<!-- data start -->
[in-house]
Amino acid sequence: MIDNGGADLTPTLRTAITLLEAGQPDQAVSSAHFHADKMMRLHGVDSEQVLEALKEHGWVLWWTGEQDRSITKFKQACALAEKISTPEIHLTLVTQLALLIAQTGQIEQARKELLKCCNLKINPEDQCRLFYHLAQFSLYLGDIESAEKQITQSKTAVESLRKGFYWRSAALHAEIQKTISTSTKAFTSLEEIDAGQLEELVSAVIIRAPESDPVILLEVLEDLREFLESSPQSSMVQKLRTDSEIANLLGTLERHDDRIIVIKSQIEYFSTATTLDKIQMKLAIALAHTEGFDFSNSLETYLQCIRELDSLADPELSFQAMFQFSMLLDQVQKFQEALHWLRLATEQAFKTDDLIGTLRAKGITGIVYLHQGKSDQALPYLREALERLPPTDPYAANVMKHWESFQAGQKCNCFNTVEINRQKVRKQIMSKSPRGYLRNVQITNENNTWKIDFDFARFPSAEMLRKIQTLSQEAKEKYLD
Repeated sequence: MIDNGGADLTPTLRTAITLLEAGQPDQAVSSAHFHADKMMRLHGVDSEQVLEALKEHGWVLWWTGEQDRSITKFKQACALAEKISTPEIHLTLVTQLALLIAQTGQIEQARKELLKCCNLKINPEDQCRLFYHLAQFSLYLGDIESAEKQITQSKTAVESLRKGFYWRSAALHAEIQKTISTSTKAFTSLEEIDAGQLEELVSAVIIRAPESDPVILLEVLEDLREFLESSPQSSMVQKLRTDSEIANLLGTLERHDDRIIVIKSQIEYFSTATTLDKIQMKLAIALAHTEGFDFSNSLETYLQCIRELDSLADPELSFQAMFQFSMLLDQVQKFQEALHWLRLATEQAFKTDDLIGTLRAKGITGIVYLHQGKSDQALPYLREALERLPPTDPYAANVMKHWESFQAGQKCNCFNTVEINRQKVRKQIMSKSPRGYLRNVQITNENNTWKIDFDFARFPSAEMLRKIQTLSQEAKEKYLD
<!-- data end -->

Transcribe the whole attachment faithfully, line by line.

[in-house]
Amino acid sequence: MIDNGGADLTPTLRTAITLLEAGQPDQAVSSAHFHADKMMRLHGVDSEQVLEALKEHGWVLWWTGEQDRSITKFKQACALAEKISTPEIHLTLVTQLALLIAQTGQIEQARKELLKCCNLKINPEDQCRLFYHLAQFSLYLGDIESAEKQITQSKTAVESLRKGFYWRSAALHAEIQKTISTSTKAFTSLEEIDAGQLEELVSAVIIRAPESDPVILLEVLEDLREFLESSPQSSMVQKLRTDSEIANLLGTLERHDDRIIVIKSQIEYFSTATTLDKIQMKLAIALAHTEGFDFSNSLETYLQCIRELDSLADPELSFQAMFQFSMLLDQVQKFQEALHWLRLATEQAFKTDDLIGTLRAKGITGIVYLHQGKSDQALPYLREALERLPPTDPYAANVMKHWESFQAGQKCNCFNTVEINRQKVRKQIMSKSPRGYLRNVQITNENNTWKIDFDFARFPSAEMLRKIQTLSQEAKEKYLD
Repeated sequence: MIDNGGADLTPTLRTAITLLEAGQPDQAVSSAHFHADKMMRLHGVDSEQVLEALKEHGWVLWWTGEQDRSITKFKQACALAEKISTPEIHLTLVTQLALLIAQTGQIEQARKELLKCCNLKINPEDQCRLFYHLAQFSLYLGDIESAEKQITQSKTAVESLRKGFYWRSAALHAEIQKTISTSTKAFTSLEEIDAGQLEELVSAVIIRAPESDPVILLEVLEDLREFLESSPQSSMVQKLRTDSEIANLLGTLERHDDRIIVIKSQIEYFSTATTLDKIQMKLAIALAHTEGFDFSNSLETYLQCIRELDSLADPELSFQAMFQFSMLLDQVQKFQEALHWLRLATEQAFKTDDLIGTLRAKGITGIVYLHQGKSDQALPYLREALERLPPTDPYAANVMKHWESFQAGQKCNCFNTVEINRQKVRKQIMSKSPRGYLRNVQITNENNTWKIDFDFARFPSAEMLRKIQTLSQEAKEKYLD